Kemble on a Stricter Sexual Division of Labor's Advantages 197

Jobs Female Slaves Had 198

Qualifications about the Generally Weak Sexual Division of

Labor among Slaves 201

Plantation Day Care Revisited 202

The Sexual Division of Labor: English Agricultural Workers 203

Women's Work in Arable Areas at Harvest Time Increased

Later in the Century 204

The Female Dominance of Dairy Work Declines 205

How the Separate Spheres' View on Sex Roles Influenced the

1867-68 Report 206

Why Did Laboring Women Increasingly Fall Out of the Field

Labor Force? 207

Allotments Partially Restore the Family Economy 209

Quality of Life Issues and the Sexual Division of Labor 209

The Division of Labor: Blessing or Curse? 211

Who Was Better Off Depends on the Values One Has 213


The Central Reality of Work and the Elite's Needs for

Controlling Its Workers 213

Dawn to Dusk--Work Hours for Slaves 215

Using Force to Get Slaves into the Fields in the Morning 215

Finishing Work for the Day--Some Variations 217

Hours of Work--Agricultural Workers 218

Were Workdays Shorter for the Farmworkers than the Slaves? 219

The Length of the Workweek and Days off--Slaves 221

Slaves Normally Did Not Work on Sundays 221

Holidays the Slaves Did Not Work On 223

Unplanned Days Off Due to Weather or the State of Crops 224

The Days of Work for Agricultural Workers 225

Those Laborers Who Had to Work Sundays, and Those Who Did Not 226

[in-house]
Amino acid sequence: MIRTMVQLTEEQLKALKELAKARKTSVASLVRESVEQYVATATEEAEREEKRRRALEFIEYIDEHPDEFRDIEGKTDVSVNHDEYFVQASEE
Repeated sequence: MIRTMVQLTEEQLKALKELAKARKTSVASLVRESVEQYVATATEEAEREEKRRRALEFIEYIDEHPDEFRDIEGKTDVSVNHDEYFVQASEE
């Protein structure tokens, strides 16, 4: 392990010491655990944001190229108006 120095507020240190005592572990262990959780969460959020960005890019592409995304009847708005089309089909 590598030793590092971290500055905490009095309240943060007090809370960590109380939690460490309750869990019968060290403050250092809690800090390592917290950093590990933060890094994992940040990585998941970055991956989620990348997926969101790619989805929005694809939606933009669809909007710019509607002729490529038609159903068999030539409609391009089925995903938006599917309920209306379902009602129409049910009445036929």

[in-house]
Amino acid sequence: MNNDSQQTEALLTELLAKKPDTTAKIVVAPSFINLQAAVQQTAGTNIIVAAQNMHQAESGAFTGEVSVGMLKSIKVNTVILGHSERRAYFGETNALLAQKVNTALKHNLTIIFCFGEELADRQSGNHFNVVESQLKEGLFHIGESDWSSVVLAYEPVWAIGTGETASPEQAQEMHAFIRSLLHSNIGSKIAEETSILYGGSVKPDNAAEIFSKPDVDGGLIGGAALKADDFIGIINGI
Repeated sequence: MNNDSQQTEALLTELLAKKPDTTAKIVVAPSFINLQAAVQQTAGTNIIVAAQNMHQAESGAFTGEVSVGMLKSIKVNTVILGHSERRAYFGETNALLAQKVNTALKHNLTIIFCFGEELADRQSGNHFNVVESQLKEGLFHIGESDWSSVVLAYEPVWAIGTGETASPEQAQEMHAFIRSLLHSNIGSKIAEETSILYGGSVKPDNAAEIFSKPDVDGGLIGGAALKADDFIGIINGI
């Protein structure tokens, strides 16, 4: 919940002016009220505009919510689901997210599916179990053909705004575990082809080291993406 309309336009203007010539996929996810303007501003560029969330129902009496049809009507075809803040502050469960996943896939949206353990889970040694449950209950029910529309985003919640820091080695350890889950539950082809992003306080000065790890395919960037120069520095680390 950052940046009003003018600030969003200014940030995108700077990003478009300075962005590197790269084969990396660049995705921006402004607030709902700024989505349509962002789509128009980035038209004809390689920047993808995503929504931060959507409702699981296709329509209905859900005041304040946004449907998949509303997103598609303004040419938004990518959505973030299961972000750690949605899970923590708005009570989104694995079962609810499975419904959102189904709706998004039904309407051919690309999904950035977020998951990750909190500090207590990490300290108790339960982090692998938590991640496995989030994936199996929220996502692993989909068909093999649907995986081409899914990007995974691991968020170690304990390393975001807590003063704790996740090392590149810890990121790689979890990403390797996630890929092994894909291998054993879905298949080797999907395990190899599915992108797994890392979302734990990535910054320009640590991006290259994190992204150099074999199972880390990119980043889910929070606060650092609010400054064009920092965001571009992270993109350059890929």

Seasonal and Other Changes in the Workweek, and Their Effects

on Unemployment 228

How "Voluntarily" Did Slaves Work? The Necessity of Coercion

and Supervision 230

Why the Whip Had to Be Used to Impose Work Discipline on the

Slaves 231

How Commonly Were the Slaves Whipped? The
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A comparison of american slaves and english agricultural workers, 1750-1875 iconDepartment of English and American Studies

A comparison of american slaves and english agricultural workers, 1750-1875 iconDepartment of English and American Studies

A comparison of american slaves and english agricultural workers, 1750-1875 iconDepartment of English and American Studies

A comparison of american slaves and english agricultural workers, 1750-1875 iconMasaryk university in brno faculty of Arts Department of English and American Studies

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A comparison of american slaves and english agricultural workers, 1750-1875 iconМилютин Д. А дневник. 1873-1875/Д. А. Милютин; Под ред. Л. Г. Захаровой. 2-е изд
Милютин Д. А дневник. 1873-1875/Д. А. Милютин; Под ред. Л. Г. Захаровой. 2-е изд., доп и испр. М.: Российская политическая энциклопедия...